In a recent Wall Street Journal column defending Obamacare 3.8% surtax on investment income on joint returns above $250,000, Peggy Noonan ends by quoting Tucker Carlson’s Fox News interview with Paul Ryan which questioned the now‐suspended health plan’s elimination of that surtax:
“Looking at the last election, was the message of that election really, ‘We need to help investors?’ I mean, the Dow is over 20,000. Are they really the group that needs the help?…“The overview here is that all the wealth, basically, in the last 10 years, has stuck to the top end. That’s one of the reasons we’ve had all the political turmoil, as you know. And so, kind of a hard sell to say ‘Yeah, we’re gonna repeal Obamacare, but we’re gonna send more money to the people who’ve already gotten the richest over the last 10 years.’ I mean, that’s what this does, no? I’m not a leftist, it’s just — that’s true.”
Mr. Carlson used the word “wealth” rather than income. He said, “all the wealth … in the last 10 years, has stuck to the top end.” He surely meant income, however, since the latest wealth estimate from the Survey of Consumer Finance was in 2013, and wealth of the top 1%, like income of the top 1%, clearly fell from 2007 to 2013. Despite “shared prosperity” Clinton campaign chatter, there were no gains to share. John Weicher at the Hudson Institute notes that, “Between 2007 and 2013, the poor became poorer, but so did the rich and the people in between.”
Tucker Carlson is not a leftist and neither is Peggy Noonan. Yet to define what is “true” about income growth over 10 years, they are relying wholeheartedly on the socialist team of French economists Thomas Piketty and Emmanuel Saez.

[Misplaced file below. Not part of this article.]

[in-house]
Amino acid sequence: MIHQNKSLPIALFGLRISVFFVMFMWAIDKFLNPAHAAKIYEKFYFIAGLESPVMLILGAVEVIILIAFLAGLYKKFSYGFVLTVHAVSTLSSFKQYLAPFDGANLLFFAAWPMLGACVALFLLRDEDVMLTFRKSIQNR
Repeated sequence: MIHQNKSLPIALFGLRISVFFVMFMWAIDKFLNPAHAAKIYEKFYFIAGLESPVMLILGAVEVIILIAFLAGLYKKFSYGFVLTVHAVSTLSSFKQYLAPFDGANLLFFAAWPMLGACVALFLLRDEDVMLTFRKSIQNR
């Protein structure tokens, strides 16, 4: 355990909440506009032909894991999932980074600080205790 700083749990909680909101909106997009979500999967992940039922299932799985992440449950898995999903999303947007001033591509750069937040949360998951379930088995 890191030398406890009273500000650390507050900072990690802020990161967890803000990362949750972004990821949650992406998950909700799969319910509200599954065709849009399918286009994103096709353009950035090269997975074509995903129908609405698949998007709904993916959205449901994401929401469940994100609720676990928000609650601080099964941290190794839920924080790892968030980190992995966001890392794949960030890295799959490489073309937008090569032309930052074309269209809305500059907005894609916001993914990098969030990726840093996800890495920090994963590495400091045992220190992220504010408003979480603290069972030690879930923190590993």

When media celebrities disparage the “top end” they do not mean Fox News anchors (who earn millions); they mean the “Top 1%” who earned more than $442,900 in 2015 according to Piketty and Saez. When claiming all the gains over the last 10 years have “stuck to” the top 1%, Carlson appears to have accepted the same source Hillary Clinton abused when she claimed “more than 90 percent of [income] gains have gone to the top 1 percent.”
What “stuck to the top end,” to use Tucker Carlson’s phrase, is the Top 1% share of gains since 2009. Prior losses are forgotten. The “last 10 years” is simply redefined as starting with 2009, not 2007.
In the latest version of this ruse, Saez says, “Top 1% families … capture[d] 52% of total real income growth per family from 2009 – 2015.” Of the many deceptions the Piketty‐Saez team has inflicted on us over the years, this one may well be the most politically popular and most economically ridiculous. It has fooled many fools.
What goes unmentioned, is that the Top 1% first “captured” 49% of the losses from 2007 to 2009. Students of New Math might imagine the 52% gain from 2009 to 2015 compensated for the 49% loss from 2007 to 2009, but that deserves an “F” grade (because the 52% gain is calculated from a much smaller base).
The graph shows what actually happened to average pretax incomes of the Top 1%, as estimated by Piketty and Saez.
From 2007 to 2015, average real incomes of the Top 1% fell by 11.9%, even before taxes.
Top incomes fell much more after taxes because top tax rates were increased from 35% to 39.6% in 2013, the arbitrary and discriminatory 1990 PEP/Pease limits on exemptions and deductions were restored, and an extra 3.8% Obamacare surtax was inflicted on those supposedly privileged stockholders.
When conservative media commentators rely on deceptive leftist statistics to make their points, they might as well be leftists.